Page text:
When I was a kid and had yet to learn about transgender people, I would sometimes visit chat rooms and tell everyone I was a boy. Meeting people there was a harmless, liberating exercise that allowed me, for a few hours, to be who I truly was. But inevitably, after three or four conversations, I would feel a friendship was becoming too intimate to lie to the other person. Telling the truth often led to their confusion and anger, and it was never a good feeling for me, though at least it wasn’t happening face-to-face. 

Fast forward to right after college, when I still had the body, voice, and name of a traditional female person. I was just starting my social transition, the period of time when I asked my friends and family to start using my new name and gender pronouns, but hadn’t taken any steps to transition medically. The people who were romantically interested in me were lesbians who didn’t see me as a man or bisexuals who didn’t care as much about my gender. A year into my transition, I dated a woman who became angry when I started taking testosterone. The hormone would make my voice deeper, my muscles bigger, and my appearance more masculine. She was devastated that people wouldn’t recognize us as a queer couple, and I realized I needed to be with someone who was as excited as I was about my transition.

I can’t pinpoint a certain moment when I started “passing” — that is, looking more male than female. Once, while I was working in a shop, two customers approached me almost simultaneously, and one called me “ma’am” and the other called me “sir.” But as I began passing more often, I also started feeling more confident in myself. I realized that I wanted to share the love I was cultivating for myself with a partner. Up until then, I had only dated women within the queer community. If I was going to let people see me for who I really was, I needed to open myself up to dating women who were predominantly attracted to men.

I knew from my past experiences — remember the chat rooms? — that I had to be myself from the start if I wanted to truly connect with someone. When I joined Tinder, I was thrilled to see I could identify as transgender. Although I believe trans people should be allowed to exist without constantly disclosing personal information, I also know that it can be dangerous to put yourself in the position of someone finding out on their own, especially in an intimate setting. Not only was I trying to be as honest as possible, but I also wanted to root out anyone who wasn’t emotionally capable of or interested in dating a trans person.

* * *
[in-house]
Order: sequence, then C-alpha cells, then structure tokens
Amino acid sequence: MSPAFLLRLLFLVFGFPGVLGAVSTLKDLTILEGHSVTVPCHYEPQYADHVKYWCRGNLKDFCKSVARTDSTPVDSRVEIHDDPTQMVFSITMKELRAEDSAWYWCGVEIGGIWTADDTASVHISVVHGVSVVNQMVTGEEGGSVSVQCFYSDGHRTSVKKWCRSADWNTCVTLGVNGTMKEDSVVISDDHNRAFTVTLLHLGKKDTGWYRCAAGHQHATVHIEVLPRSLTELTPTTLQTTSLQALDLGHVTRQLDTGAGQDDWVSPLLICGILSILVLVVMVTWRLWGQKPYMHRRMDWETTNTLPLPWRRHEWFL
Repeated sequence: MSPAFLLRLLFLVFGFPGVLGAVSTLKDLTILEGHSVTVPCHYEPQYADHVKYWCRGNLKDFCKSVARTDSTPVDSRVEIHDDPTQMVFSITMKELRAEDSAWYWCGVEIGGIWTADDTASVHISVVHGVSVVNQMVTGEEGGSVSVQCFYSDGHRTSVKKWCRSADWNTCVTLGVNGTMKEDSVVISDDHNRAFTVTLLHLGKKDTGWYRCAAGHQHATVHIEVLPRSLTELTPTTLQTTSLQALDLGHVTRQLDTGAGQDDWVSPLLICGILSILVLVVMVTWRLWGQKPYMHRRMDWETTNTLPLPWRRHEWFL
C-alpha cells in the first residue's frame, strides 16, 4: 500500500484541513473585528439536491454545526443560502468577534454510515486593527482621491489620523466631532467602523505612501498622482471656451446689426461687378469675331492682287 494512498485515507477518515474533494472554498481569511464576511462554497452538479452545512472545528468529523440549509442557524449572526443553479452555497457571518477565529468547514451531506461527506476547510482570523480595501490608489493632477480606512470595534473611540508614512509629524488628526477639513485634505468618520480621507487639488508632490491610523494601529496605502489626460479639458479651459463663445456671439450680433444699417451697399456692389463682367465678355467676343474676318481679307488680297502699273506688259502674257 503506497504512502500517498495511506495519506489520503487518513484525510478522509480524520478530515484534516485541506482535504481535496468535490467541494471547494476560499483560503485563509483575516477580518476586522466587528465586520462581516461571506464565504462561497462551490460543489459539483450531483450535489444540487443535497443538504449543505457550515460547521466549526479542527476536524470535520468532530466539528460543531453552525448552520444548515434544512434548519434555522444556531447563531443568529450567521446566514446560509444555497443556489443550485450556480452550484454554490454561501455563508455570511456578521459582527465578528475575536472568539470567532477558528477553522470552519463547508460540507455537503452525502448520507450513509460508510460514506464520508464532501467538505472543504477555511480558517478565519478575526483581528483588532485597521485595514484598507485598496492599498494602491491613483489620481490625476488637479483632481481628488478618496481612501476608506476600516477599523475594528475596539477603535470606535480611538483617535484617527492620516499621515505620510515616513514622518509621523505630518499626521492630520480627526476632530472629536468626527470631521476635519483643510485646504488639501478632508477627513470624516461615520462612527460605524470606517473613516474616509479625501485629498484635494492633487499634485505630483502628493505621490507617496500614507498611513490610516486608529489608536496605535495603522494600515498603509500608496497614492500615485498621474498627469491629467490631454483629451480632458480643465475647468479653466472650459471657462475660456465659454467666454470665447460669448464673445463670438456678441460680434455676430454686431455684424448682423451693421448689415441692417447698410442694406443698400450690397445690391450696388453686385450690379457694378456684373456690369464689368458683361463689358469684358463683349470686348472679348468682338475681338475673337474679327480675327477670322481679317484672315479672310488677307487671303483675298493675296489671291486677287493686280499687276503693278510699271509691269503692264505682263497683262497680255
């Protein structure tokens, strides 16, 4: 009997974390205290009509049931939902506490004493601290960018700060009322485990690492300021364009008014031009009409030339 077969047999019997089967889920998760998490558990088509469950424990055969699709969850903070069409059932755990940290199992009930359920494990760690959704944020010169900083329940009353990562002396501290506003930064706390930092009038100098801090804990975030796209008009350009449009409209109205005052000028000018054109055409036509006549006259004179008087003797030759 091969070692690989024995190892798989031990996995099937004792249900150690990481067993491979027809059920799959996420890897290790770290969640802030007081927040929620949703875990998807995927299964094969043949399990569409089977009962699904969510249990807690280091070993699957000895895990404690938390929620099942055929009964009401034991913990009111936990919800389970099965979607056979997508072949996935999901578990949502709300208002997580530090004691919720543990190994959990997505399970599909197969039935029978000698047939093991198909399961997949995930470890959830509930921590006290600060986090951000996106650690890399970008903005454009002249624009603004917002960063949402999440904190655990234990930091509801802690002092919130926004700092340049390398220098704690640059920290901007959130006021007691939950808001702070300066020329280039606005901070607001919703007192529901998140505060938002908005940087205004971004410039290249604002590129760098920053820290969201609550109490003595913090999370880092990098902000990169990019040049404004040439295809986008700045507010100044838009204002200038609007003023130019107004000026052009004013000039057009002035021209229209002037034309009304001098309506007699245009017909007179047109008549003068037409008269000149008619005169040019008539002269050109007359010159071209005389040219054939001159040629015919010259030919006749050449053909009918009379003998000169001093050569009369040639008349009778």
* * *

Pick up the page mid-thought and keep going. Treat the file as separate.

I didn’t match with many people at first, which hurt my self-esteem (my therapist told me it’s quality, not quantity), but I persisted. When Georgi came up in my stack, I noticed her radiant smile, complete with the most gorgeous blue eyes I had ever seen, a sense of humor that permeated her pictures, and a sweet, humorous bio

She sent the first message, a compliment, and I was completely surprised. In my nervousness, I made sure she knew I was trans right away (despite my profile saying so), and she reassured me that she understood what she was getting into. We waited about a week to meet up but grew our connection first by texting every day. 

That’s when it became real that dating as a trans man is not as simple as dating as a cis man. Georgi wanted me to take off my clothes; I wanted to become invisible for the rest of my life.

I’ll never forget sitting at the bar waiting  for her to arrive. I was excited, but I was also afraid that she wouldn’t like me because I wasn’t masculine enough or that I would say something embarrassing. When she walked in, my nerves disappeared. She was even more beautiful than her profile suggested. Her eyes were hypnotic. We talked for hours. I, however, remained skeptical that a straight woman could truly understand what she was getting herself into. I asked, “What made you want to date a trans man?” She responded, “I just thought you were cute and didn’t worry about it too much.” I was reassured for the moment. When we kissed goodnight in the subway station, I already couldn’t wait until our next date. 

About a week later, we had a second amazing date, this time eating handmade pasta and drinking wine in a cute little Italian restaurant. Georgi’s teeth were stained black from squid ink pasta; I took a bite, too, and we smiled at each other with coal-black teeth. When she invited me back to her place, I was both terrified and ecstatic. 

This is when it became real that dating as a trans man is not as simple as dating as a cis man. Georgi wanted me to take off my clothes; I wanted to become invisible for the rest of my life. I kept my binder, a tight tank top that keeps my chest flat, on until it was time to actually sleep. It was around 3 a.m., and I really wanted to just go home rather than take it off in front of a woman I’d only known for a few weeks. But I was also tired, eager to cuddle, and really value my sleep. I made her turn around before I pulled it off quickly and covered myself with a t-shirt and blankets. 

As we lay in her bed that first night, I felt comfortable, safe, and understood. I learned later that before she met me, Georgi researched how to make a trans date feel comfortable. Her work and accepting attitude went a long way in making me feel secure. 

It’s been two years of dating, and I still feel understood and secure.